TORONTO — Marking the end of an $18-million fundraising campaign, about 100 people gathered Nov. 17 for the unveiling of the renamed Anne Tanenbaum Centre for Jewish Studies in its new home at the University of Toronto’s Jackman Humanities Building.
This fundraising initiative – part of a larger campaign that moved the centre to a bigger space on campus and funds course development, conferences and more – was led by co-chairs Larry and Ken Tanenbaum, in partnership with UJA Federation of Greater Toronto and Jewish community leaders.
A $5 million donation from the estate of Anne Tanenbaum and the Lawrence and Judith Tanenbaum Family Charity Foundation contributed to the $18 million total, which will fund new programs that will benefit the 70-member faculty, more than 4,000 Jewish studies students, and the community in general.
“The $18 million goes toward an endowment and the proceeds from the endowment are used to support students, their research, visiting professorships, library acquisition, Holocaust studies, Yiddish studies – really, the whole gamut of Jewish studies, running from the Dead Sea Scrolls to [author] Philip Roth and everything in between,” said Jeffrey Kopstein, director of the Jewish studies centre.
A number of people involved with and supportive of the three-year fundraising campaign, including U of T president Meric Gertler and faculty of arts and science dean David Cameron, spoke to the gathering about the significance of the ever-expanding Jewish studies centre.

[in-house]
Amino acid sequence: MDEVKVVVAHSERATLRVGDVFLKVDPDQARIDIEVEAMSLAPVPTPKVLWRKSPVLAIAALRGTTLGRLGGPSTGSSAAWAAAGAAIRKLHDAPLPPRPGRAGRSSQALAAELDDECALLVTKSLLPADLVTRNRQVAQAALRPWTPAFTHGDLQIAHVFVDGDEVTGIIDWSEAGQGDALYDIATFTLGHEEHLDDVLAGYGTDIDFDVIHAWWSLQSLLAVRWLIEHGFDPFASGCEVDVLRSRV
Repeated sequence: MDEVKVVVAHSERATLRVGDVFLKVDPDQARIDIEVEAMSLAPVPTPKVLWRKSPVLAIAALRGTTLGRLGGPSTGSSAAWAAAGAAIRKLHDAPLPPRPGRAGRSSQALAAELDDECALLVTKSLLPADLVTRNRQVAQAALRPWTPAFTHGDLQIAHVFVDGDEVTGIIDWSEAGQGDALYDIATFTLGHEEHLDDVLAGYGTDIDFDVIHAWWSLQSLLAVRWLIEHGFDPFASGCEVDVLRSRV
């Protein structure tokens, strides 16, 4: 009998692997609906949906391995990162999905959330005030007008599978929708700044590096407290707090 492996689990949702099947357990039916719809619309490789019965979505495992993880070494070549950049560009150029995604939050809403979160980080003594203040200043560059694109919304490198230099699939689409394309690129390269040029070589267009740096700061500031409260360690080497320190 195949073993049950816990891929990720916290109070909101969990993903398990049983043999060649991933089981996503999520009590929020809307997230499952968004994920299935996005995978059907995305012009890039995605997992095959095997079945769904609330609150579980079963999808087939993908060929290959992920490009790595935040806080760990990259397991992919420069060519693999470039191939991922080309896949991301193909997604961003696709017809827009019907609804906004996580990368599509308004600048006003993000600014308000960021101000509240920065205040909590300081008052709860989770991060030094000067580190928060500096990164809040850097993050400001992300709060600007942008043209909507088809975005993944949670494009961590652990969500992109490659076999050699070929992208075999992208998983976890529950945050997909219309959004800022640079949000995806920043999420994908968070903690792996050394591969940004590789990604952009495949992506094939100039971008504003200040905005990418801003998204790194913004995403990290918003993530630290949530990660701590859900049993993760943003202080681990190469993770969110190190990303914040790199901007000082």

Kopstein said Larry Tanenbaum spoke on behalf of his mother, after whom the centre is named, and “who always valued Jewish education and Jewish learning.”
Larry’s son, Ken Tanenbaum, also spoke about the “linkages between the centre and the bridges that it builds to the community, and the bridges that it builds to other units on campus,” Kopstein said.
In Kopstein’s address, he said that Jewish civilization “exemplifies the value of persistence and resilience, the possibilities of social and intellectual pluralism, and the need to delve into the deeper meanings of texts and events. Viewed in this way, the study of Jewish civilization is a natural part of what we do at the University of Toronto and must therefore be integrated across the university since it is too important not to be. I can’t tell you how gratifying it is to know that the university and the community both support this vision.”
The goal is to turn one of Canada’s leading universities into “a global seat of Jewish learning,” Kopstein said.
“That is the broader vision. We are the one institution in Canada that has the capacity… to turn this centre into a global seat of Jewish learning for a whole new generation.”